What an AWESOME giveaway. The coolest example of art in science I’ve seen is a scientist who specializes in autophagy and wanted to express it’s process via diferent forms of art. I attended his seminar where he had choreographed dancers express the mechanism of autophagy. He also had a musician assign different notes to each of the amino acids in all of the proteins used in autophagy, and then had him create a symphony to express autophagy musically. Very cool.
    Thanks for the chance to win!!

  • This is So Cool!!! I know an artist/biologist/environmental activist names Brandon Ballengee who created these AWSOME light up sculptures that acted as visual works as well as attractor certain species of bugs that he would then collect and do his biological work upon!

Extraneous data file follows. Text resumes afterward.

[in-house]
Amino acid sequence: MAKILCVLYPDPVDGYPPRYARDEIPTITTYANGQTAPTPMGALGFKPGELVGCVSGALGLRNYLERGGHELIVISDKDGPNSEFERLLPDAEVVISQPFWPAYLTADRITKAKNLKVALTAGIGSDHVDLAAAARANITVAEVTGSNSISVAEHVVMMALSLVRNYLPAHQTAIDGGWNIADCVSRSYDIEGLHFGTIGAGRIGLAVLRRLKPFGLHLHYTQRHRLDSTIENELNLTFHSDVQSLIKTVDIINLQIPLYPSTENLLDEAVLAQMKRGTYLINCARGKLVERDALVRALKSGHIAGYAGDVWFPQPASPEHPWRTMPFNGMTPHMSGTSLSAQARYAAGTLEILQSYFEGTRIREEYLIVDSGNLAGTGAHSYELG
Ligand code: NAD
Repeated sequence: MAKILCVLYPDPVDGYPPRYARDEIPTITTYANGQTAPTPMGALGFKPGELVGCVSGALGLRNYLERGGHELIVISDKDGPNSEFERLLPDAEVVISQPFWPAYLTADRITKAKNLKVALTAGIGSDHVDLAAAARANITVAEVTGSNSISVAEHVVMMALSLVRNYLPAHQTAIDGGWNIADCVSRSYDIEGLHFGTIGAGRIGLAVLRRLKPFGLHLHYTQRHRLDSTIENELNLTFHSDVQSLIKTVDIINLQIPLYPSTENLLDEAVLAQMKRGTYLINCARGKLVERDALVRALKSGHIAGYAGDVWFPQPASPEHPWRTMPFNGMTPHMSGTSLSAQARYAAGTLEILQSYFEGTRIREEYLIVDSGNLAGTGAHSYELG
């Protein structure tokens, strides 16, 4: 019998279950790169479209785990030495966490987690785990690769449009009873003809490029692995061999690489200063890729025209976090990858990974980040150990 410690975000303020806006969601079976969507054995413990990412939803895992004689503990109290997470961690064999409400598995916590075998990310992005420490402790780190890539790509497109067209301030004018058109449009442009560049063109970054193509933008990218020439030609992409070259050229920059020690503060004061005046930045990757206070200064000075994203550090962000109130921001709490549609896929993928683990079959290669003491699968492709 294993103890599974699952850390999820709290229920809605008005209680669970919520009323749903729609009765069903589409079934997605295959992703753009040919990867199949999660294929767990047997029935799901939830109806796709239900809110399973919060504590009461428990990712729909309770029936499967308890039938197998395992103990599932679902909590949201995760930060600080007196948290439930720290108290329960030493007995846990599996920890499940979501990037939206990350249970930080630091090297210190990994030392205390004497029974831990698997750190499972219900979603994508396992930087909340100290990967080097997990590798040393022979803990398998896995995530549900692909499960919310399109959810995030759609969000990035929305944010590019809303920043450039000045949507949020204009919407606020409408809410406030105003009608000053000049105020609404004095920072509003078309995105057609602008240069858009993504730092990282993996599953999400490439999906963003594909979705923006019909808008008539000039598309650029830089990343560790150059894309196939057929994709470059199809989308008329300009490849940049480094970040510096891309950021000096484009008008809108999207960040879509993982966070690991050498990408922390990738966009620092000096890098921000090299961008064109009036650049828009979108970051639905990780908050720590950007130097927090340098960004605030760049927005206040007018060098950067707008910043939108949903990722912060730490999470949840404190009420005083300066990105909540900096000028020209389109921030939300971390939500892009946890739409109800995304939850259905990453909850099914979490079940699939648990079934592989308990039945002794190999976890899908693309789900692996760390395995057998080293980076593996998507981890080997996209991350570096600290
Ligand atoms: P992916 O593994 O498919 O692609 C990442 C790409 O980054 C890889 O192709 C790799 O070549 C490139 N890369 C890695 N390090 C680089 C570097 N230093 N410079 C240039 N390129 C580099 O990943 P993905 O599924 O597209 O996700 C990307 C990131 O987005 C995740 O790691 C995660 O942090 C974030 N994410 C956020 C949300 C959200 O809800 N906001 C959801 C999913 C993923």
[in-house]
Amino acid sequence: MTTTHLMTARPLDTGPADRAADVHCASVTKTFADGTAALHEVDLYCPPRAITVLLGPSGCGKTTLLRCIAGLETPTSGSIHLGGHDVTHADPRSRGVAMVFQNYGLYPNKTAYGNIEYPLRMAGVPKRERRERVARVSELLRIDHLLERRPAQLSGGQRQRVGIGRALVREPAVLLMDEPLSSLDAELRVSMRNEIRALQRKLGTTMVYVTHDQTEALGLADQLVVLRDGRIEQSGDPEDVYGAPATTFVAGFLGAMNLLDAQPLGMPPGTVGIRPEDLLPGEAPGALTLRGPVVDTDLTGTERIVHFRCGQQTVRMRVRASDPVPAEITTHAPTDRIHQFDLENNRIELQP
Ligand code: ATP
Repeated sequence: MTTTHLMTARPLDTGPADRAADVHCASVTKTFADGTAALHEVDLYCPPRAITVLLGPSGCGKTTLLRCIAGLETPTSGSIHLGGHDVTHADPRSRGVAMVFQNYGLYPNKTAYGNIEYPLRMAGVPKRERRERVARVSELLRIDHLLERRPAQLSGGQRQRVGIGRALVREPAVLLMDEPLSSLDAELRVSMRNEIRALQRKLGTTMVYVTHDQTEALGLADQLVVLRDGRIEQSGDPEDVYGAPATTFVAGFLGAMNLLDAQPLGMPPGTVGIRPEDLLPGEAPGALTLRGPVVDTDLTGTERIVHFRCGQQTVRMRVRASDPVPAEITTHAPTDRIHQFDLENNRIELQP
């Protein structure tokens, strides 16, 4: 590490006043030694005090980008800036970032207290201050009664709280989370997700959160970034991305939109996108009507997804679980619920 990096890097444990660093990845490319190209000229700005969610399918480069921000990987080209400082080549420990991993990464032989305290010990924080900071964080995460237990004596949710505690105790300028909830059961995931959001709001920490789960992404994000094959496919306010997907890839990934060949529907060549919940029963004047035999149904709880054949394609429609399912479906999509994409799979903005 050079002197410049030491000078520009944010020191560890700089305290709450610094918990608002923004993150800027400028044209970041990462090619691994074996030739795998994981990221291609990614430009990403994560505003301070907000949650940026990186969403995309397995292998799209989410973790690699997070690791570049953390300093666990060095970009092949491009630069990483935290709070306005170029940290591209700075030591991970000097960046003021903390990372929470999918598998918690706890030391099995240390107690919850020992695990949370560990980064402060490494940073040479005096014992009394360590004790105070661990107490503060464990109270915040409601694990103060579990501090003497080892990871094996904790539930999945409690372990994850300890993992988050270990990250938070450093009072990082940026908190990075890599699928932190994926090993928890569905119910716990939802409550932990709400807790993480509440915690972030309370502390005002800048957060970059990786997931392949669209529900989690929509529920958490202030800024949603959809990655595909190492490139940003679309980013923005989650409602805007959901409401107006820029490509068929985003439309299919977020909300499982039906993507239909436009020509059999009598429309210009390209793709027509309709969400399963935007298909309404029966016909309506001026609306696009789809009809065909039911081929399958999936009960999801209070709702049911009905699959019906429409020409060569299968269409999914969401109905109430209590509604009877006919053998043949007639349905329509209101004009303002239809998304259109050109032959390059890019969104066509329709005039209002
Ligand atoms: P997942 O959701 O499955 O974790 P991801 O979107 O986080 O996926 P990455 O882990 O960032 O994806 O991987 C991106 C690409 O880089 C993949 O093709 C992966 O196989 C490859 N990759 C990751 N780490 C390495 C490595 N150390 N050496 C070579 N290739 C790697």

• tia

    A decade ago I remember being fascinated by crochet illustrations of hyperbolic geometry. Not too sciency. You’d think an art teacher with a BS would pay more attention to the relationship between Art and science.

  • Paul Mullin

    One of my favorite uses of science (in this case, technology, specifically) is what a gentleman named Hal Lasko does. He is a 98-year old, former graphic designer with wet macular degeneration, but he was able to continue his artistic career thanks to MS Paint – he zooms in and goes pixel by pixel to create some quite beautiful pieces.

  • Joe

    I had to go back and search around the web for these because they’re from way back in 2006: